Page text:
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    Influencers: A Wolf In Sheep's Clothing

    Wooly and Thread Wallets teamed up last week to present at the annual Utah Digital Marketing Conference. Attendees filled the theater to learn how influencer marketing has over-promised, under-delivered, and what to do about it. 

     

    The beginning of influencer marketing.

    To understand where influencer marketing went wrong, we need to look at its origin. In 2004 Facebook launched and quickly began building a significant user base. By 2007, with more than 50 million monthly active users, Facebook turned on the ability to advertise within their network; changing the marketing arena forever. This new media channel helped marketers deliver hyper targeted ads, with improved attribution visibility, and with a strong return on ad spend. 

     

    In 2010, Instagram and Snapchat hit the scene, building an enormous user base with the initial promise of refusing to put ads in a users feed. Within a few years, Instagram had more than 300 million monthly active users enjoying their app, ad free. While this dynamic was great for users, it was not ideal for marketers that had seen the value of using Facebook as a new and improved media channel. 

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    Rather than letting this potential advertising channel sit untouched, marketers found a way to work the system: they called on the help of users with massive followings to promote their products. You guessed it, these users with massive followings were dubbed “influencers”. 

     

    Reach ≠ influence 

    Growing up our parents taught us that the loudest voice in the room was rarely the smartest. And yet here we are, giving social handles with the biggest following and loudest voice the title of “influencer”. The truth is, these influencers are media channels similarly to your local radio station, your favorite TV network, or the billboards you drive by on your way to and from work. These “influencers” can be a valuable part of your marketing mix when treated as a media channel. They can bolster brand awareness, enhance social engagement, and even strengthen brand reputation.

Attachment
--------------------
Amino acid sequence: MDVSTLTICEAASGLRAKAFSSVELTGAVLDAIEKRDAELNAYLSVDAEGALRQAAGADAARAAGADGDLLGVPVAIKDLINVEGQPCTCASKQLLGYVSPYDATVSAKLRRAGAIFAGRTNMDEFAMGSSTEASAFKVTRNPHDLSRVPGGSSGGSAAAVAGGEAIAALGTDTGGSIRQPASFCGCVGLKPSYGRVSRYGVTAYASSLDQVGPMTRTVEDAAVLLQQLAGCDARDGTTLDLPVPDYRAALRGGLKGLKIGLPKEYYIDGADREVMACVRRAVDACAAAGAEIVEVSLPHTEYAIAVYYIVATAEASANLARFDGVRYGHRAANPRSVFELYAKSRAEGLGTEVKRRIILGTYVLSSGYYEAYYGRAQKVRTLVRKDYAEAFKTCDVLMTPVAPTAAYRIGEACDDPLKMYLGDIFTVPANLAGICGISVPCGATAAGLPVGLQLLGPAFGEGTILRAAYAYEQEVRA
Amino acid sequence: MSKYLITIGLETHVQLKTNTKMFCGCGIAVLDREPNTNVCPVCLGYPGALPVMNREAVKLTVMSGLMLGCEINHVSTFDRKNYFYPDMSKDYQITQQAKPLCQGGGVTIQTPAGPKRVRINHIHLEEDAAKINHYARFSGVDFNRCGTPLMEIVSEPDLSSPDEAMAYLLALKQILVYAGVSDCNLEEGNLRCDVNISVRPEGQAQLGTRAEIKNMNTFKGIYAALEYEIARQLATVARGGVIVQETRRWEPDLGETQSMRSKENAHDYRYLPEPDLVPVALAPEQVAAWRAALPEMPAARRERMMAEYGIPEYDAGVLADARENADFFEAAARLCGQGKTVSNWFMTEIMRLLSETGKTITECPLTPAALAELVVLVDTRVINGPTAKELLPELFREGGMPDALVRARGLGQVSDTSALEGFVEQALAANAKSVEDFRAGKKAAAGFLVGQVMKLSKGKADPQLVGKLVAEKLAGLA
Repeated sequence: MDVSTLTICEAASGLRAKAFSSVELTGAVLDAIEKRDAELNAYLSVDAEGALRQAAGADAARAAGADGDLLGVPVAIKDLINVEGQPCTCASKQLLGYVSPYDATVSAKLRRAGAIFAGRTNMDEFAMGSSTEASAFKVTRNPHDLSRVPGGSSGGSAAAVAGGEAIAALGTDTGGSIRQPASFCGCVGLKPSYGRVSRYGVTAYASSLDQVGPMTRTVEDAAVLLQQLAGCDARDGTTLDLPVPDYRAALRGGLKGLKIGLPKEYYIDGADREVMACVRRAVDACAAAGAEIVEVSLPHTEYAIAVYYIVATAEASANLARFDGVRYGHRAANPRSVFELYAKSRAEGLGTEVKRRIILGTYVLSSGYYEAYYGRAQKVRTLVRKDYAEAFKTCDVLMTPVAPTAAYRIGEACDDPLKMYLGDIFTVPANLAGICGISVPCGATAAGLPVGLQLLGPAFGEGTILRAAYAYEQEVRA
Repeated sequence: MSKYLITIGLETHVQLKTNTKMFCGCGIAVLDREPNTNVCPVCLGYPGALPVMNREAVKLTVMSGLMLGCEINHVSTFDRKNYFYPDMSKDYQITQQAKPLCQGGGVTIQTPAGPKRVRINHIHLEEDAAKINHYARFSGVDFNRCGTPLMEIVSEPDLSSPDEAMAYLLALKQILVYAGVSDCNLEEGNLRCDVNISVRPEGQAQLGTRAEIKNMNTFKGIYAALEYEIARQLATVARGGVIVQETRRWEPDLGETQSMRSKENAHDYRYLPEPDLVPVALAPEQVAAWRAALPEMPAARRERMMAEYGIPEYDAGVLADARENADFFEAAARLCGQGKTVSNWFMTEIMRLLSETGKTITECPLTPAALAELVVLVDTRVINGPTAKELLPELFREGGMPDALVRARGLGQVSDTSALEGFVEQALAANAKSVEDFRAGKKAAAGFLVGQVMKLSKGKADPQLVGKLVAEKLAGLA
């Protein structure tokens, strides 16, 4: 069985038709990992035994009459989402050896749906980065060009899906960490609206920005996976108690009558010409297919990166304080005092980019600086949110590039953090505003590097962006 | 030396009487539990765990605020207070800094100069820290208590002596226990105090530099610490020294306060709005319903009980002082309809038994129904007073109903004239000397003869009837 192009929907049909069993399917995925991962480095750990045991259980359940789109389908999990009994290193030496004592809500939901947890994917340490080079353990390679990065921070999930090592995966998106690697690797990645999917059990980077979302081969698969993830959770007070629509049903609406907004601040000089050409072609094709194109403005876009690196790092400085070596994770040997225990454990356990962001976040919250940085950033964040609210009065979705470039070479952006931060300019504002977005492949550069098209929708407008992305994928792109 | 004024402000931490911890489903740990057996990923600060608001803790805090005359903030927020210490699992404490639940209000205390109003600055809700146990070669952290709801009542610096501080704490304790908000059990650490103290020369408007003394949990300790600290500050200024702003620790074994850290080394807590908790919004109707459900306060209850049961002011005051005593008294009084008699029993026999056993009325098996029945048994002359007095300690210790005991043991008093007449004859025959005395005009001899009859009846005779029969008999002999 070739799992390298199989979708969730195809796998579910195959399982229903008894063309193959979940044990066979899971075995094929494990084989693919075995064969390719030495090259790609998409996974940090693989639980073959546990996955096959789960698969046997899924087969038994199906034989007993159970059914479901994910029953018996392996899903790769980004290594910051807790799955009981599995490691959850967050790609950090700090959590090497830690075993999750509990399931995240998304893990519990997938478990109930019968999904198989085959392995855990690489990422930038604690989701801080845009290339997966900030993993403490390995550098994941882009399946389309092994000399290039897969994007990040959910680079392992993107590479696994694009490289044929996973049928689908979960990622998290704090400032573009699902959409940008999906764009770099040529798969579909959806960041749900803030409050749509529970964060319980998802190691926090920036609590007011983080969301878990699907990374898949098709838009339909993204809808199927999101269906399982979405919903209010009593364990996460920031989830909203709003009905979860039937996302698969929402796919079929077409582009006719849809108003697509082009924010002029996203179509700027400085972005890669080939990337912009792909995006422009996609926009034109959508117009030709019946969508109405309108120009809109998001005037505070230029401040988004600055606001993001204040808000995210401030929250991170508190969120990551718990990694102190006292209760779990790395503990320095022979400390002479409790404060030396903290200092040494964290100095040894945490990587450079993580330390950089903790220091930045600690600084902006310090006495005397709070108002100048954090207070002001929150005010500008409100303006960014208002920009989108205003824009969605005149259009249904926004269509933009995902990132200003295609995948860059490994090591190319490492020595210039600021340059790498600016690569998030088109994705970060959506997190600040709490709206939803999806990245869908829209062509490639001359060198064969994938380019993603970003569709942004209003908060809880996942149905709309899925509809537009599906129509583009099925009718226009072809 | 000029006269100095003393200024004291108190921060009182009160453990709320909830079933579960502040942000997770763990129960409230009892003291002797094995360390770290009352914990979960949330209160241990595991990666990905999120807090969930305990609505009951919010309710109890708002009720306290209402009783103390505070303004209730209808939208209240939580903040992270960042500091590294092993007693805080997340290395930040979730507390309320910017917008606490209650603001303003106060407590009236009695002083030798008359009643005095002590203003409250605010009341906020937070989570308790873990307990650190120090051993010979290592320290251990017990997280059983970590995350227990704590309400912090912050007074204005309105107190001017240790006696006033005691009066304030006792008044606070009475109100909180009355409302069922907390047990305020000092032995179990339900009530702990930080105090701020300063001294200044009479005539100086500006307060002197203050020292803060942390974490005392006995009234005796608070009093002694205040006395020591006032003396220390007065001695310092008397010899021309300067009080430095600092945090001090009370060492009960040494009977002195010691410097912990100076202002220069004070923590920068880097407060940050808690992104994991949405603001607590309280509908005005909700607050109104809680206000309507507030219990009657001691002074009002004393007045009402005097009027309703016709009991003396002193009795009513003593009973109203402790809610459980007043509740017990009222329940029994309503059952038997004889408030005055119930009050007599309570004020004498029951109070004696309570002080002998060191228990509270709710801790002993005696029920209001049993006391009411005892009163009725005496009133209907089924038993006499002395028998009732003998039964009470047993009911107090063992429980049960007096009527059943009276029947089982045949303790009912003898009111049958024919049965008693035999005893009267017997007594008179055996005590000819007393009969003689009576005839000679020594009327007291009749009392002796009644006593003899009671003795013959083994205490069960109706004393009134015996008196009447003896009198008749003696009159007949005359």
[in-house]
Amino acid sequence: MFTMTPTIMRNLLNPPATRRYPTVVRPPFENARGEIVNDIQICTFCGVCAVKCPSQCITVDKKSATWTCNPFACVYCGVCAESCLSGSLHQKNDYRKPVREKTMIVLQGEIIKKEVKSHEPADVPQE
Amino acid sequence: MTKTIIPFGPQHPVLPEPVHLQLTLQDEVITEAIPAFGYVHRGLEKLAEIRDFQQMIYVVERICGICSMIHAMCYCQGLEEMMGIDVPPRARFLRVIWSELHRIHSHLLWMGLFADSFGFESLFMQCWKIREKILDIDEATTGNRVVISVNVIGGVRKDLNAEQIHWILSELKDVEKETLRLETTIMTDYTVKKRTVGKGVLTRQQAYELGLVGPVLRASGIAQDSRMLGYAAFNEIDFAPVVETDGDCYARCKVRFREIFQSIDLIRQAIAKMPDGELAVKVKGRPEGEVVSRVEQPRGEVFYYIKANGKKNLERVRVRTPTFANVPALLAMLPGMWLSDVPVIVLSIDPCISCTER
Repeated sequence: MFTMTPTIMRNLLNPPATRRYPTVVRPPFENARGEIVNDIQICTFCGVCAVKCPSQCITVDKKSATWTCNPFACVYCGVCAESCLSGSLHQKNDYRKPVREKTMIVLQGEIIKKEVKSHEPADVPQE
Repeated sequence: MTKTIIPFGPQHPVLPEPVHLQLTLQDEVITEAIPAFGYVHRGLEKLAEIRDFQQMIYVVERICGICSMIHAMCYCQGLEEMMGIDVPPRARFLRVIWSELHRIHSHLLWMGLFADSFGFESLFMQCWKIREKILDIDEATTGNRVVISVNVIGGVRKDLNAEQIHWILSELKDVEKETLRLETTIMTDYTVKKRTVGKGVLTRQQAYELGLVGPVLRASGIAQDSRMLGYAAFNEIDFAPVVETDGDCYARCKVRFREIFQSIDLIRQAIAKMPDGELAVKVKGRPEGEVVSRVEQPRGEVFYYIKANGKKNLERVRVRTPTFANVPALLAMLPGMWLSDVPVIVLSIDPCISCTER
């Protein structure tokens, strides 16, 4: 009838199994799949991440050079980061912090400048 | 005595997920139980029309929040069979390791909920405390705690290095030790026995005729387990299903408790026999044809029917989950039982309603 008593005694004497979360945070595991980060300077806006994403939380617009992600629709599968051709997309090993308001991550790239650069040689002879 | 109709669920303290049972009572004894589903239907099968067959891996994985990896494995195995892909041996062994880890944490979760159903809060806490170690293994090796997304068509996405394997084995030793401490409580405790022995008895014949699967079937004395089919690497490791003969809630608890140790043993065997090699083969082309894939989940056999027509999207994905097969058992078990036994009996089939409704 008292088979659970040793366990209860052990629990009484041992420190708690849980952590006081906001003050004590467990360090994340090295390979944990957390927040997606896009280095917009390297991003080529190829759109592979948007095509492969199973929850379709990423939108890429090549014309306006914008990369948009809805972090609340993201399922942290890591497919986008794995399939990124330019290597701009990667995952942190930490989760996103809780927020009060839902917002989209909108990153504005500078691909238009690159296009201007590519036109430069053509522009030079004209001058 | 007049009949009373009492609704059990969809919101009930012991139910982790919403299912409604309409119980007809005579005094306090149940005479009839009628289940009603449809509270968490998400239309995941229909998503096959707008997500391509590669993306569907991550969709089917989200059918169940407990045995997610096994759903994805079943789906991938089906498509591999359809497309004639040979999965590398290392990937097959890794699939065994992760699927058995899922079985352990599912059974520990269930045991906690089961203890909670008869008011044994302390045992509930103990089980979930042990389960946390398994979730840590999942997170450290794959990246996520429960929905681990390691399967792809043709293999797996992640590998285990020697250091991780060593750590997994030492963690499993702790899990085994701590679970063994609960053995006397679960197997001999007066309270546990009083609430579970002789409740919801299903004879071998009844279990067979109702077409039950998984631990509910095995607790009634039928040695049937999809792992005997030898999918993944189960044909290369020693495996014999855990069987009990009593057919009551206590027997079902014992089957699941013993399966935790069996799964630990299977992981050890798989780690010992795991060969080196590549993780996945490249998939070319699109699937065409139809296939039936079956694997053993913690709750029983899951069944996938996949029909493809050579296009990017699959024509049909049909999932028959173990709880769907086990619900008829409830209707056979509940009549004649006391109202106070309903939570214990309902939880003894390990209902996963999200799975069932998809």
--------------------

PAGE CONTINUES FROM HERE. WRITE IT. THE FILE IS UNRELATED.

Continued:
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    But when they are expected to transcend beyond this reality, things can go horribly wrong. These influencers have become a wolf in sheep’s clothing. Target audiences have started recognizing influencer posts as stealthy disruptive advertisements, the FTC is cracking down on #ads and #sponsored regulations with devastating consequences, and sometimes the influencer missteps, putting themselves and their client (the advertiser) under fire. 

     

    Within minutes of being picked number one in the 2017 NBA draft, Point Guard Markelle Fultz threw up a brick in this ad for Tissot, showing his excitement to head to play for the “team” in “city”. 

     

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    Was Scott Disick operating under extreme transparency when he shared instructions from BOOTEA, or was this just another unfortunate mishap, shedding light on the reality of influencer marketing? 

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    At the surface, some posts feel completely genuine, but when you look more closely, you see even Oprah can get her wires crossed – or at least her device of choice.